A supernova can out light a entire galaxy

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a supernova can out light a entire galaxy. Ive read it can give out about 10^44J of energy is there anyone of you who now the amount of energy released mor exacly or even better know how to calculate it? i love calculating stuff.
 

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  • #2
Labguy
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Zelos said:
a supernova can out light a entire galaxy. Ive read it can give out about 10^44J of energy is there anyone of you who now the amount of energy released mor exacly or even better know how to calculate it? i love calculating stuff.
From these, and links, you can get info on the energy release of a Type Ia and Type II supernova, respectively.

http://www.astro.rug.nl/~onderwys/ACTUEELONDERZOEK/JAAR2001/jakob/nucleo.html [Broken]

http://home.earthlink.net/~rarydin/selfc.html
 
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thank you labguy
kinda crappy, its using none SI units. else than that its good
 
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  • #4
Astronuc
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Latest Supernovae - http://www.rochesterastronomy.org/snimages/

Some images show supernovaes outshining galaxies.


The energy release from the thermonuclear burning (~1044 J) - from http://en.wikipedia.org/wiki/Supernova, which also contains statements
As the density in the collapsing core skyrockets, electrons and protons are pushed together until their electrical attraction overcomes their inherent nuclear repulsion from each other. This combination, a process called "electron capture", creates a neutron and releases a neutrino. The neutrinos escape from the core, carrying away energy and further accelerating the collapse, which proceeds in milliseconds as the core detaches from the outer layers of the star and reaches the density of nuclear matter, where the neutrons press against each other and the entire core is the density of an atomic nucleus. This is the core collapse. At this point neutron degeneracy pressure is sufficient to balance gravity; however the core has actually overshot the equilibrium point and undergoes a slight bounce, creating a shock wave which slams into the collapsing outer layers of the star. A "proto-neutron star" begins to form at the core, though if it is massive enough, it will continue collapsing to form a black hole.

The core collapse phase is known to be so dense and energetic that only neutrinos are able to escape the collapsing star. Most of gravitational potential energy of the collapse gets converted to a 10 second neutrino burst, releasing about 1046 joules (100 foes). Of this energy, about 1044 J (1 foe) is reabsorbed by the star producing an explosion. The energy per particle in a supernova is typically 1 to 150 picojoules (tens to hundreds of MeV). The neutrinos produced by a supernova have been actually observed in the case of Supernova 1987A leading astronomers to conclude that the core collapse picture is basically correct.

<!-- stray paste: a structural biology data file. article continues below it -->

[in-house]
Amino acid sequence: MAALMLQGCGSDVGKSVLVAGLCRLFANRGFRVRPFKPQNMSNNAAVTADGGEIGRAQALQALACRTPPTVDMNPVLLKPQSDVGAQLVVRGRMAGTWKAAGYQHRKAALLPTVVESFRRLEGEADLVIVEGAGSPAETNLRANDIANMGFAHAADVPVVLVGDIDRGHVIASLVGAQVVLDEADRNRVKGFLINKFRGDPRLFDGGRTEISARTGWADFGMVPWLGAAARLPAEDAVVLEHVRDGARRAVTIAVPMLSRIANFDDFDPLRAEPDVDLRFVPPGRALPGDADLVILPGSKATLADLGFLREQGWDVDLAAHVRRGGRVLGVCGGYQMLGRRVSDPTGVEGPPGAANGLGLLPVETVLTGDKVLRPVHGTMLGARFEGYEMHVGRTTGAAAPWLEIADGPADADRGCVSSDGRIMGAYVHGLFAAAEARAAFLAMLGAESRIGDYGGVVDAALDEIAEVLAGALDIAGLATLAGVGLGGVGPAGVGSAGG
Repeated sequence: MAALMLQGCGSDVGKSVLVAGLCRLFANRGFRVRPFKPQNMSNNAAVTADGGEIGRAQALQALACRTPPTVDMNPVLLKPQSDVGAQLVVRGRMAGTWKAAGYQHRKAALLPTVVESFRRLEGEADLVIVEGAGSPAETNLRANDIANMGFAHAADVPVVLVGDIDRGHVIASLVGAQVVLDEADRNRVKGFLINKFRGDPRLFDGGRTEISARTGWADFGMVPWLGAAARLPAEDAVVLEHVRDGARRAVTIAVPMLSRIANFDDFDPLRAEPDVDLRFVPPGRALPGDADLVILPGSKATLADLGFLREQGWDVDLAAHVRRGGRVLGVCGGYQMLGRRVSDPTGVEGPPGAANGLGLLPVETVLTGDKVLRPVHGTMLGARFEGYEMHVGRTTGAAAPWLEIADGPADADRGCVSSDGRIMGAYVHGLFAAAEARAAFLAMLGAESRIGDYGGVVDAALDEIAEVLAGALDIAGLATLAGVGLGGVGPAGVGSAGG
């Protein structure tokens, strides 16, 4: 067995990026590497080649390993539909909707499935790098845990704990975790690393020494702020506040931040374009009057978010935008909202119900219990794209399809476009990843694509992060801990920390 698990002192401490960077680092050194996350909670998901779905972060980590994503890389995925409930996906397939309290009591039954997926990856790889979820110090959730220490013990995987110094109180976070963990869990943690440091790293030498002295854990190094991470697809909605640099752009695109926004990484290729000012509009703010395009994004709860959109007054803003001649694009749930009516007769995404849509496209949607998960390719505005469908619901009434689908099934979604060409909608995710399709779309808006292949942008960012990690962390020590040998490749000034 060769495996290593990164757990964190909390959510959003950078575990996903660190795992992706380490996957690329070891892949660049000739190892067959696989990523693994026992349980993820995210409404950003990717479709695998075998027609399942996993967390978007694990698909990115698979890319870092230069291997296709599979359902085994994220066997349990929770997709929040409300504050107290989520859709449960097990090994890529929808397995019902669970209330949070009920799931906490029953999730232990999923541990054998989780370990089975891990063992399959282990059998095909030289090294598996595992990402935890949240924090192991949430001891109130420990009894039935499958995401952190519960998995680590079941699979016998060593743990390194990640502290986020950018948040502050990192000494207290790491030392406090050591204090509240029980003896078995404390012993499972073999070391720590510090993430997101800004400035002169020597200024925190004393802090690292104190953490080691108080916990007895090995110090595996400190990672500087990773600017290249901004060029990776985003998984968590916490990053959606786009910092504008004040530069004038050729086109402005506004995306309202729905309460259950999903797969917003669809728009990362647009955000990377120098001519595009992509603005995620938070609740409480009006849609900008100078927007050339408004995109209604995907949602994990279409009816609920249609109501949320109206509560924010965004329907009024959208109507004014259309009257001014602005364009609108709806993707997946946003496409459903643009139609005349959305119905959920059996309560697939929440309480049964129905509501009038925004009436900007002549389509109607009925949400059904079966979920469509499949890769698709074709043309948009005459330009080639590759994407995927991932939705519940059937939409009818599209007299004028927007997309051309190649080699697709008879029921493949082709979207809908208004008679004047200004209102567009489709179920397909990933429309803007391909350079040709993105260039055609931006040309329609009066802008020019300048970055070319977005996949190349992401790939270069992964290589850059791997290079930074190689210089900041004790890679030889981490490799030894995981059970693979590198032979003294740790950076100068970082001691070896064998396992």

This energy is small enough that the standard model of particle physics is likely to be basically correct, but the high densities may include corrections to the standard model. In particular, earth based accelerators can produce particle interactions which are of much higher energy than are found in supernova, but these experiments involve individual particles interacting with individual particles, and it is likely that the high densities within the supernova will produce novel effects. The interactions between neutrinos and the other particles in the supernova take place with the weak nuclear force which is believed to be well understood. However, the interactions between the protons and neutrons involve the strong nuclear force which is much less well understood.
 
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  • #5
ek
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Zelos said:
ts using none SI units
Just as an FYI, 1 foe = 1E51 ergs = 1E44 joules.
 
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Just some bragging here, I actually took the spectra for SN 2005df (first on the list Astronuc provided)a couple of days after it was discovered at Siding Springs observatory. The spectra provided the information necessary to determine that it was a type 1a supernova.
 

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